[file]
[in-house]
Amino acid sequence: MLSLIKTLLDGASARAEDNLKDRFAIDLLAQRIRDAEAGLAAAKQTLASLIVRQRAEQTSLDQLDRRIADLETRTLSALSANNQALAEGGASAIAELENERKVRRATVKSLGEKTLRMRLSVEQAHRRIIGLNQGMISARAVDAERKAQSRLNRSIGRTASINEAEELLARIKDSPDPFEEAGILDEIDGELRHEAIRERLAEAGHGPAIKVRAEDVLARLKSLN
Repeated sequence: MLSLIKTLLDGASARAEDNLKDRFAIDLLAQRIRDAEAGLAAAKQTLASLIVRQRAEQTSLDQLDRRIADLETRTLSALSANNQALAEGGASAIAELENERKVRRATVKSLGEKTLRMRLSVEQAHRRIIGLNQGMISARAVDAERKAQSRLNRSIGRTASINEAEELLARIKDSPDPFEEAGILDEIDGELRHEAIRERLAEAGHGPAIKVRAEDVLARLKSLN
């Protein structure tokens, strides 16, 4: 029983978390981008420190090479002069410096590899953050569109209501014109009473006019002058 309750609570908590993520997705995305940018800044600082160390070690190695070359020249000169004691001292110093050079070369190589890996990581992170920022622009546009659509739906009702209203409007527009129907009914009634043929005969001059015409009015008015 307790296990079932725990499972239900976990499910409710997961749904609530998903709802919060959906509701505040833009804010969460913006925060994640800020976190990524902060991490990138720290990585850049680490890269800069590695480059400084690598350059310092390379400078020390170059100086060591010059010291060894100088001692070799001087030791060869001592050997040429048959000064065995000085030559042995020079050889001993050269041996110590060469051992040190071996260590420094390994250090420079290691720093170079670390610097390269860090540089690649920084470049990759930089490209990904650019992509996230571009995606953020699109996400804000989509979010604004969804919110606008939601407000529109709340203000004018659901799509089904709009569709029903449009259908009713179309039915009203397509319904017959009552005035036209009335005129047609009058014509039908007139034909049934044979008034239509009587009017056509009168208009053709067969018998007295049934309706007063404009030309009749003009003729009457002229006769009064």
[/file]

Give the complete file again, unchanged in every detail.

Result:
[in-house]
Amino acid sequence: MLSLIKTLLDGASARAEDNLKDRFAIDLLAQRIRDAEAGLAAAKQTLASLIVRQRAEQTSLDQLDRRIADLETRTLSALSANNQALAEGGASAIAELENERKVRRATVKSLGEKTLRMRLSVEQAHRRIIGLNQGMISARAVDAERKAQSRLNRSIGRTASINEAEELLARIKDSPDPFEEAGILDEIDGELRHEAIRERLAEAGHGPAIKVRAEDVLARLKSLN
Repeated sequence: MLSLIKTLLDGASARAEDNLKDRFAIDLLAQRIRDAEAGLAAAKQTLASLIVRQRAEQTSLDQLDRRIADLETRTLSALSANNQALAEGGASAIAELENERKVRRATVKSLGEKTLRMRLSVEQAHRRIIGLNQGMISARAVDAERKAQSRLNRSIGRTASINEAEELLARIKDSPDPFEEAGILDEIDGELRHEAIRERLAEAGHGPAIKVRAEDVLARLKSLN
């Protein structure tokens, strides 16, 4: 029983978390981008420190090479002069410096590899953050569109209501014109009473006019002058 309750609570908590993520997705995305940018800044600082160390070690190695070359020249000169004691001292110093050079070369190589890996990581992170920022622009546009659509739906009702209203409007527009129907009914009634043929005969001059015409009015008015 307790296990079932725990499972239900976990499910409710997961749904609530998903709802919060959906509701505040833009804010969460913006925060994640800020976190990524902060991490990138720290990585850049680490890269800069590695480059400084690598350059310092390379400078020390170059100086060591010059010291060894100088001692070799001087030791060869001592050997040429048959000064065995000085030559042995020079050889001993050269041996110590060469051992040190071996260590420094390994250090420079290691720093170079670390610097390269860090540089690649920084470049990759930089490209990904650019992509996230571009995606953020699109996400804000989509979010604004969804919110606008939601407000529109709340203000004018659901799509089904709009569709029903449009259908009713179309039915009203397509319904017959009552005035036209009335005129047609009058014509039908007139034909049934044979008034239509009587009017056509009168208009053709067969018998007295049934309706007063404009030309009749003009003729009457002229006769009064």